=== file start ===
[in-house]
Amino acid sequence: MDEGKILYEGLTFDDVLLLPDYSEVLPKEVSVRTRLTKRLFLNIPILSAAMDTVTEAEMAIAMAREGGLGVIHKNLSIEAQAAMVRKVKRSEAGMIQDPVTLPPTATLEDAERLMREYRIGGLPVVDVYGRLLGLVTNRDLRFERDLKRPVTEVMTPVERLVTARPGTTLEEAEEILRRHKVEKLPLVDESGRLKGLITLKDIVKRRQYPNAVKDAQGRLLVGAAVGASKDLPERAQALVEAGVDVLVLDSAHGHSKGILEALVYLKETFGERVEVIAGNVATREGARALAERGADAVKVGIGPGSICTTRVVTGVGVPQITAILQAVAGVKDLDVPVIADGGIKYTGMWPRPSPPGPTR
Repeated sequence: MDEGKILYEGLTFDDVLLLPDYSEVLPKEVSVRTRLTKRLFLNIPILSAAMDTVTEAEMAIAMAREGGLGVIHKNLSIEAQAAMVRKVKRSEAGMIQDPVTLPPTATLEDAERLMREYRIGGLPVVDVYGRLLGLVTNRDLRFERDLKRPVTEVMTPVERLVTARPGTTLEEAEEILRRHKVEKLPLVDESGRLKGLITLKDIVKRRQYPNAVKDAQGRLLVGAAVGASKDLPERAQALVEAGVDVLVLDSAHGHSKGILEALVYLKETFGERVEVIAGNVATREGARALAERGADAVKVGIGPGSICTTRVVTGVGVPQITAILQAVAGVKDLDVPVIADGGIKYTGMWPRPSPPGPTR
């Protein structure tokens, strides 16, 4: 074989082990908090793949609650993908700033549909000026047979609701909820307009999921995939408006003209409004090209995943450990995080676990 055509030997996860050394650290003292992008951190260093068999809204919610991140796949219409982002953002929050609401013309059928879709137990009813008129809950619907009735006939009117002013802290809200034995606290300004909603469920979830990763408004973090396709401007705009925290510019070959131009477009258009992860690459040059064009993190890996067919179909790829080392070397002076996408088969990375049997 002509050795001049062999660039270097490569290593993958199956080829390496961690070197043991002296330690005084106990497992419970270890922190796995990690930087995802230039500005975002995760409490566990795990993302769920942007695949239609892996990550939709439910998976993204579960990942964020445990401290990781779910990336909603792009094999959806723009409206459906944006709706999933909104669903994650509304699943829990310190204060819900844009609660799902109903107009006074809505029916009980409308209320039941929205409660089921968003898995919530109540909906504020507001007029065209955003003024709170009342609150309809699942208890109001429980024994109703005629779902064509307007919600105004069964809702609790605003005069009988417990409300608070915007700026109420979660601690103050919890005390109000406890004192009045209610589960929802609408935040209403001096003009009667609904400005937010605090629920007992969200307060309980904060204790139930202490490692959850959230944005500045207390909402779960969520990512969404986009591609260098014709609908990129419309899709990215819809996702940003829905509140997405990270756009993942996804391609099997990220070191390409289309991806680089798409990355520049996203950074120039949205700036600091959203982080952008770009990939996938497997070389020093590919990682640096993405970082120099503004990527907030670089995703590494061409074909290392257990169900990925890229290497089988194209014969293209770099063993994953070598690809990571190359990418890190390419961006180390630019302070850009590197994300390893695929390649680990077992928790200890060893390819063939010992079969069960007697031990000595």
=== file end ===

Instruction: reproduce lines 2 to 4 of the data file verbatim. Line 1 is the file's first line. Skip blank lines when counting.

Amino acid sequence: MDEGKILYEGLTFDDVLLLPDYSEVLPKEVSVRTRLTKRLFLNIPILSAAMDTVTEAEMAIAMAREGGLGVIHKNLSIEAQAAMVRKVKRSEAGMIQDPVTLPPTATLEDAERLMREYRIGGLPVVDVYGRLLGLVTNRDLRFERDLKRPVTEVMTPVERLVTARPGTTLEEAEEILRRHKVEKLPLVDESGRLKGLITLKDIVKRRQYPNAVKDAQGRLLVGAAVGASKDLPERAQALVEAGVDVLVLDSAHGHSKGILEALVYLKETFGERVEVIAGNVATREGARALAERGADAVKVGIGPGSICTTRVVTGVGVPQITAILQAVAGVKDLDVPVIADGGIKYTGMWPRPSPPGPTR
Repeated sequence: MDEGKILYEGLTFDDVLLLPDYSEVLPKEVSVRTRLTKRLFLNIPILSAAMDTVTEAEMAIAMAREGGLGVIHKNLSIEAQAAMVRKVKRSEAGMIQDPVTLPPTATLEDAERLMREYRIGGLPVVDVYGRLLGLVTNRDLRFERDLKRPVTEVMTPVERLVTARPGTTLEEAEEILRRHKVEKLPLVDESGRLKGLITLKDIVKRRQYPNAVKDAQGRLLVGAAVGASKDLPERAQALVEAGVDVLVLDSAHGHSKGILEALVYLKETFGERVEVIAGNVATREGARALAERGADAVKVGIGPGSICTTRVVTGVGVPQITAILQAVAGVKDLDVPVIADGGIKYTGMWPRPSPPGPTR
């Protein structure tokens, strides 16, 4: 074989082990908090793949609650993908700033549909000026047979609701909820307009999921995939408006003209409004090209995943450990995080676990 055509030997996860050394650290003292992008951190260093068999809204919610991140796949219409982002953002929050609401013309059928879709137990009813008129809950619907009735006939009117002013802290809200034995606290300004909603469920979830990763408004973090396709401007705009925290510019070959131009477009258009992860690459040059064009993190890996067919179909790829080392070397002076996408088969990375049997 002509050795001049062999660039270097490569290593993958199956080829390496961690070197043991002296330690005084106990497992419970270890922190796995990690930087995802230039500005975002995760409490566990795990993302769920942007695949239609892996990550939709439910998976993204579960990942964020445990401290990781779910990336909603792009094999959806723009409206459906944006709706999933909104669903994650509304699943829990310190204060819900844009609660799902109903107009006074809505029916009980409308209320039941929205409660089921968003898995919530109540909906504020507001007029065209955003003024709170009342609150309809699942208890109001429980024994109703005629779902064509307007919600105004069964809702609790605003005069009988417990409300608070915007700026109420979660601690103050919890005390109000406890004192009045209610589960929802609408935040209403001096003009009667609904400005937010605090629920007992969200307060309980904060204790139930202490490692959850959230944005500045207390909402779960969520990512969404986009591609260098014709609908990129419309899709990215819809996702940003829905509140997405990270756009993942996804391609099997990220070191390409289309991806680089798409990355520049996203950074120039949205700036600091959203982080952008770009990939996938497997070389020093590919990682640096993405970082120099503004990527907030670089995703590494061409074909290392257990169900990925890229290497089988194209014969293209770099063993994953070598690809990571190359990418890190390419961006180390630019302070850009590197994300390893695929390649680990077992928790200890060893390819063939010992079969069960007697031990000595």